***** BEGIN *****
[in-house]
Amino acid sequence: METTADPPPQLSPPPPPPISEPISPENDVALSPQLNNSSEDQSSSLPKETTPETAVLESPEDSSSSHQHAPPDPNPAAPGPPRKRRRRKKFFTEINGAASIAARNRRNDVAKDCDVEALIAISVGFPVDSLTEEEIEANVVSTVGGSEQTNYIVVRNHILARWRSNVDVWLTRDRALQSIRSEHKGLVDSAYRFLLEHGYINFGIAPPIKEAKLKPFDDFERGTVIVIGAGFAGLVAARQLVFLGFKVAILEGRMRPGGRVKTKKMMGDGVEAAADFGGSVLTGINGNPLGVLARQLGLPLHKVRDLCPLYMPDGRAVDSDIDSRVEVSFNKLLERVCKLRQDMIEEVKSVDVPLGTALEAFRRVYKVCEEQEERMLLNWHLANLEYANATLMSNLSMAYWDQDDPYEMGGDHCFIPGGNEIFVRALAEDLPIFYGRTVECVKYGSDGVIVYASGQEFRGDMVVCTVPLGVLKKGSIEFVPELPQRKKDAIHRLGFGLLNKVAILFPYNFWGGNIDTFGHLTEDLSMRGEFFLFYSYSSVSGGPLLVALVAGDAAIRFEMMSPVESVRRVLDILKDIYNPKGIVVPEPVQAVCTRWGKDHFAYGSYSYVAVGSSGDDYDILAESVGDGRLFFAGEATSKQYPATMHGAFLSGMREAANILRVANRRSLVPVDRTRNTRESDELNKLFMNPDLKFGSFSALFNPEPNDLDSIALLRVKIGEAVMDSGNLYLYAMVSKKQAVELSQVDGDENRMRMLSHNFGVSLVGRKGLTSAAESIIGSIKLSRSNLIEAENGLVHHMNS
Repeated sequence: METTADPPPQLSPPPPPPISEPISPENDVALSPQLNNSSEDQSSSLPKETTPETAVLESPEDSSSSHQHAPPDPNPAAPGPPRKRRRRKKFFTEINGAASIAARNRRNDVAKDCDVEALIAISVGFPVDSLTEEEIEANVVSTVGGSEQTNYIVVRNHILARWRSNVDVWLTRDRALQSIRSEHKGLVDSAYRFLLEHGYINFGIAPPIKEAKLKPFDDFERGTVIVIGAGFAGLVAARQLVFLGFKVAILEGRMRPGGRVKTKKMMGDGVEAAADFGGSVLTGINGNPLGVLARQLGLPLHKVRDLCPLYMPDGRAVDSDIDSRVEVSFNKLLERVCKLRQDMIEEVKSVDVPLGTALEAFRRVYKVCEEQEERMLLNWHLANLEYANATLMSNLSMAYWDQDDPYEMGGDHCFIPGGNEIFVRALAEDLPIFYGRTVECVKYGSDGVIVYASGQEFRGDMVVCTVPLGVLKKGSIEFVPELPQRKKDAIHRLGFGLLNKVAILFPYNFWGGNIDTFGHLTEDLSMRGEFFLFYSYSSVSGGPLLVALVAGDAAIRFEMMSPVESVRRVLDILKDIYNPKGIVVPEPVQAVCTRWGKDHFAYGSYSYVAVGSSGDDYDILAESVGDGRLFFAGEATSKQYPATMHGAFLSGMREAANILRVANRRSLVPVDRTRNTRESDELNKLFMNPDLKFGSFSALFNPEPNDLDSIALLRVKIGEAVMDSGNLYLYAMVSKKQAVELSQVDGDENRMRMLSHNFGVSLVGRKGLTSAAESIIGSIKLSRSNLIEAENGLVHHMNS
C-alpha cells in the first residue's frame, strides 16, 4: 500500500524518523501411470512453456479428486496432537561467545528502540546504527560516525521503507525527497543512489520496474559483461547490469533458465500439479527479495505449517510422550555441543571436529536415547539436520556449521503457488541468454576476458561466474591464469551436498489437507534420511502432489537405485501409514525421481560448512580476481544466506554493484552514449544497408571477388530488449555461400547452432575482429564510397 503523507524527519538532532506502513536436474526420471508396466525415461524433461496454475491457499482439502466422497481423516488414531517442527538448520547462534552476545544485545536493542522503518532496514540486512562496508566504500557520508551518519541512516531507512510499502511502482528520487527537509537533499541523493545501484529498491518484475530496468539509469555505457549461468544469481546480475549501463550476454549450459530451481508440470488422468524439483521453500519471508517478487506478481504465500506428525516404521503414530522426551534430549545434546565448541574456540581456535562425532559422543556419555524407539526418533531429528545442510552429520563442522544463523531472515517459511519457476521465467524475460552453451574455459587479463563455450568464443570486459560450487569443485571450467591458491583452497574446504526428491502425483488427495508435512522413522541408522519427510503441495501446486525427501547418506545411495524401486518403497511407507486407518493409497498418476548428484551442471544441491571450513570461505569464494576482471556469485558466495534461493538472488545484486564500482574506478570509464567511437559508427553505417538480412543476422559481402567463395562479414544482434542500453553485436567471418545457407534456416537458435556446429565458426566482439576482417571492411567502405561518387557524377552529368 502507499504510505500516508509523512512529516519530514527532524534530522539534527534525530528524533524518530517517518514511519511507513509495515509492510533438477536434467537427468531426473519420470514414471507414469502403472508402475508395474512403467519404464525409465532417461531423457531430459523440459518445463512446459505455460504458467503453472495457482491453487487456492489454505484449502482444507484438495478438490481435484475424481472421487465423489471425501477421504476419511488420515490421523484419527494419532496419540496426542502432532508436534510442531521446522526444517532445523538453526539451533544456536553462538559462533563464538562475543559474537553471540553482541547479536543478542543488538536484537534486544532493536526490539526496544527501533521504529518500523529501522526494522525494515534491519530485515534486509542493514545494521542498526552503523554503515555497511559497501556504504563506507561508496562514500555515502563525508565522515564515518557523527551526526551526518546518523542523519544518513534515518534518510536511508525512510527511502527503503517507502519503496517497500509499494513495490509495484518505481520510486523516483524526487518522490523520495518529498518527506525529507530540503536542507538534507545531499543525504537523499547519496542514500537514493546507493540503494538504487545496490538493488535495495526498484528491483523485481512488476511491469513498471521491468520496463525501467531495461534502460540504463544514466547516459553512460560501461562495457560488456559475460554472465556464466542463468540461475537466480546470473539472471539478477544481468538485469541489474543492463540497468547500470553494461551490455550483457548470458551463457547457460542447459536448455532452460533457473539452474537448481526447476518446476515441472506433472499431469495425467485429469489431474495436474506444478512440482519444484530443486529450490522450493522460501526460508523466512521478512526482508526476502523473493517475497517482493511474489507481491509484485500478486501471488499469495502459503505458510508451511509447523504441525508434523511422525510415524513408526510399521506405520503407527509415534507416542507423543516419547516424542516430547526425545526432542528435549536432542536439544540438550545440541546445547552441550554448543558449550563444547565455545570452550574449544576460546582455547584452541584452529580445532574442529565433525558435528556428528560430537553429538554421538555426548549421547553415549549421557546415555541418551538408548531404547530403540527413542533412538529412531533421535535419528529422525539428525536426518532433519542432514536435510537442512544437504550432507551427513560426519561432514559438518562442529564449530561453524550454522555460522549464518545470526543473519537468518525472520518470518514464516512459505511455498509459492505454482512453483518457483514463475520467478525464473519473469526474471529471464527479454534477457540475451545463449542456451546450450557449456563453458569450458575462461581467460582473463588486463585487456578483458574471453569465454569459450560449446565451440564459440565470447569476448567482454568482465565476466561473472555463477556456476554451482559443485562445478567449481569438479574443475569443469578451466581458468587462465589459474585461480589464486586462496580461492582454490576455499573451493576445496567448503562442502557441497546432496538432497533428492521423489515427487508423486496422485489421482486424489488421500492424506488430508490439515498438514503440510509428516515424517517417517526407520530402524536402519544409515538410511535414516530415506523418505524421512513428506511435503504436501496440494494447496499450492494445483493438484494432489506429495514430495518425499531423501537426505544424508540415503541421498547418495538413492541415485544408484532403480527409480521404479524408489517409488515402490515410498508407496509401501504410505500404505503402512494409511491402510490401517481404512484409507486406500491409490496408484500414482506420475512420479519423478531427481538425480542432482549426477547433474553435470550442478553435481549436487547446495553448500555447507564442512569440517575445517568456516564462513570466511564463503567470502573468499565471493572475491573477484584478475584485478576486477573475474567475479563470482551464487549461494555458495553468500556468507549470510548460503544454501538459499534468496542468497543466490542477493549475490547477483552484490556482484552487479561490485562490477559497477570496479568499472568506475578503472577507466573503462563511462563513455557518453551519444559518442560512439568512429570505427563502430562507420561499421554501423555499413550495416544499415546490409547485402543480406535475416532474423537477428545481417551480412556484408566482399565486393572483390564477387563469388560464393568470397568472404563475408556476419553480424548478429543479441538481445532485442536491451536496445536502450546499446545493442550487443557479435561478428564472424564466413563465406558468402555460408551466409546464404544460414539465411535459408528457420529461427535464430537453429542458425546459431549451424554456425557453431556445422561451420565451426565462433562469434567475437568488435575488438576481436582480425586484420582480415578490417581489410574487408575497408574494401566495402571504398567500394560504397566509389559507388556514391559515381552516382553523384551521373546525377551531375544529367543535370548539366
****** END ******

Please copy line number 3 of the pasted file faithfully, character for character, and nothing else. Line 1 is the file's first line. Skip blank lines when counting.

Repeated sequence: METTADPPPQLSPPPPPPISEPISPENDVALSPQLNNSSEDQSSSLPKETTPETAVLESPEDSSSSHQHAPPDPNPAAPGPPRKRRRRKKFFTEINGAASIAARNRRNDVAKDCDVEALIAISVGFPVDSLTEEEIEANVVSTVGGSEQTNYIVVRNHILARWRSNVDVWLTRDRALQSIRSEHKGLVDSAYRFLLEHGYINFGIAPPIKEAKLKPFDDFERGTVIVIGAGFAGLVAARQLVFLGFKVAILEGRMRPGGRVKTKKMMGDGVEAAADFGGSVLTGINGNPLGVLARQLGLPLHKVRDLCPLYMPDGRAVDSDIDSRVEVSFNKLLERVCKLRQDMIEEVKSVDVPLGTALEAFRRVYKVCEEQEERMLLNWHLANLEYANATLMSNLSMAYWDQDDPYEMGGDHCFIPGGNEIFVRALAEDLPIFYGRTVECVKYGSDGVIVYASGQEFRGDMVVCTVPLGVLKKGSIEFVPELPQRKKDAIHRLGFGLLNKVAILFPYNFWGGNIDTFGHLTEDLSMRGEFFLFYSYSSVSGGPLLVALVAGDAAIRFEMMSPVESVRRVLDILKDIYNPKGIVVPEPVQAVCTRWGKDHFAYGSYSYVAVGSSGDDYDILAESVGDGRLFFAGEATSKQYPATMHGAFLSGMREAANILRVANRRSLVPVDRTRNTRESDELNKLFMNPDLKFGSFSALFNPEPNDLDSIALLRVKIGEAVMDSGNLYLYAMVSKKQAVELSQVDGDENRMRMLSHNFGVSLVGRKGLTSAAESIIGSIKLSRSNLIEAENGLVHHMNS